The story of Junia shared below is interesting….I actually had never heard of her before!

  5. ShortSyssa says:

    I have to say, I’m a little confused. Where did we pull Junia and Hulldah out of the Bible as great Christians?

    • Syssa … As I said above, I don’t want to spend too much time summarizing McKnight’s e-book because my summary will sell it short. But the interpretative story of Junia is absolutely fascinating. For the bulk of church history, she was regarded as a female apostle. But in modern evangelical times, we have gone through extraordinary lengths to alter her gender to that of a man. And when that argument became patently absurd, we began to make long-winded arguments about her not really being an apostle. All this has been done to try to reconcile Romans 16:7 with some of Paul’s other teachings in which he prohibits women from teaching or having authority over men. If Junia was an apostle, than by definition, she was teaching Scripture and had authority in the church. As for Hulldah, her case involves a story in which the Torah has been lost by one of the many kings that ruled during the period of the divided kingdom. When the Torah is found, several well-known male prophets are operating in the region (prophets that have written books of the Bible). But the king does not ask any of them to do the work of verifying the contents of the Torah. Instead, he asks Hulldah, a female prophetess to do this desperately vital work.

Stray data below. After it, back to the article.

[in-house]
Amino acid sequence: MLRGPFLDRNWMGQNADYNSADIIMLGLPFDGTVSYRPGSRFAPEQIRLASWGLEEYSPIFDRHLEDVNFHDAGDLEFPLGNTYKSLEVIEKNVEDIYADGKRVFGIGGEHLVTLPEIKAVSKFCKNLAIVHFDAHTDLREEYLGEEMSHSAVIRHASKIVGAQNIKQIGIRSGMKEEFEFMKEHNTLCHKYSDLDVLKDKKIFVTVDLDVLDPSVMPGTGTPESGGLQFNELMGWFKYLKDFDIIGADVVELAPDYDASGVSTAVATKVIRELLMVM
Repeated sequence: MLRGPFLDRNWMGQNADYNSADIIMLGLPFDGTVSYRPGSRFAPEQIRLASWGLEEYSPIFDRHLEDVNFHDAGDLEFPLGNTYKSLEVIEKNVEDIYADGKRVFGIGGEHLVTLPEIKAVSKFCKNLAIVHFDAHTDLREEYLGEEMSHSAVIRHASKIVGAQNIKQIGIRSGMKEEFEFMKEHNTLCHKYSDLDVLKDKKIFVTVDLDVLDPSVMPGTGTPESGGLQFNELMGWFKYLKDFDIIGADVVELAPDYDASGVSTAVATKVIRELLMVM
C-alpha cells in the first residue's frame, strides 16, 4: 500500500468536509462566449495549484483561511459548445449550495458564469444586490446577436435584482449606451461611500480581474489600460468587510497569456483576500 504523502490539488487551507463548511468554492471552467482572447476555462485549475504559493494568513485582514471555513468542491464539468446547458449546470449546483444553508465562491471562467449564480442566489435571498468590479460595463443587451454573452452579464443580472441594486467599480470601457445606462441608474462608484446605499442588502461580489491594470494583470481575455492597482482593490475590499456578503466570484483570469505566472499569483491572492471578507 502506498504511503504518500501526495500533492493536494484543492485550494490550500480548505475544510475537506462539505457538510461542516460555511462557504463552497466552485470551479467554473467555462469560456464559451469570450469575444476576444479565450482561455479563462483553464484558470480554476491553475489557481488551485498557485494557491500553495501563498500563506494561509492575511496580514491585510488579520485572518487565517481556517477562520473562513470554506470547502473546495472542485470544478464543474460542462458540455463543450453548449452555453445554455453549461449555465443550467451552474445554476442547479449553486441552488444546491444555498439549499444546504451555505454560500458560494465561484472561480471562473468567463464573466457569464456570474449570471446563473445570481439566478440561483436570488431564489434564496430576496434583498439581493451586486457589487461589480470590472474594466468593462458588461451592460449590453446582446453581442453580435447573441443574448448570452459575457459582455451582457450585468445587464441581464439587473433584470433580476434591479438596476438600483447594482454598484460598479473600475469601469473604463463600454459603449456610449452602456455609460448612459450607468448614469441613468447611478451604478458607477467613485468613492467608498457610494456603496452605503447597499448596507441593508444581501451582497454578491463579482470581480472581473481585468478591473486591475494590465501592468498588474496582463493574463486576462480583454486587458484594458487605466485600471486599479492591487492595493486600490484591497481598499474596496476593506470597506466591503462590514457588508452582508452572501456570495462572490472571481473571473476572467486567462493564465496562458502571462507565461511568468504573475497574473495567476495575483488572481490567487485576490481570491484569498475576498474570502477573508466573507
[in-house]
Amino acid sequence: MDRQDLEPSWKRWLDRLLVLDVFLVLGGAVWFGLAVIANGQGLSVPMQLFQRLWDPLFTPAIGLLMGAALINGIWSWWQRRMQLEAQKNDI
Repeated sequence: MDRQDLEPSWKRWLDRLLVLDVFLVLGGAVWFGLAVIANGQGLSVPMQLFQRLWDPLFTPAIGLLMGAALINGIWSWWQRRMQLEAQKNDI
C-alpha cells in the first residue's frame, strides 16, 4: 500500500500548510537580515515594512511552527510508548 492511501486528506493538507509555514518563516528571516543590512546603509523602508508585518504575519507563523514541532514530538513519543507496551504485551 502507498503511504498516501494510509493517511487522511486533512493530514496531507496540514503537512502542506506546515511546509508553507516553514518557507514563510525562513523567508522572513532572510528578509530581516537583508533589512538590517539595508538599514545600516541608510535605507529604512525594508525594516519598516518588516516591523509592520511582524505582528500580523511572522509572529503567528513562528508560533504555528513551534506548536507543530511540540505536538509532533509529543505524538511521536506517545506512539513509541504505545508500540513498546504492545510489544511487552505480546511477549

Ultimately, the question is: why don’t we tell these stories in our churches? Given the stories that the culture at large is telling women, why don’t we offer a counter-story that affirms their abilities and status as beloved children of Yahweh? Why are we so quiet on their contributions to our history?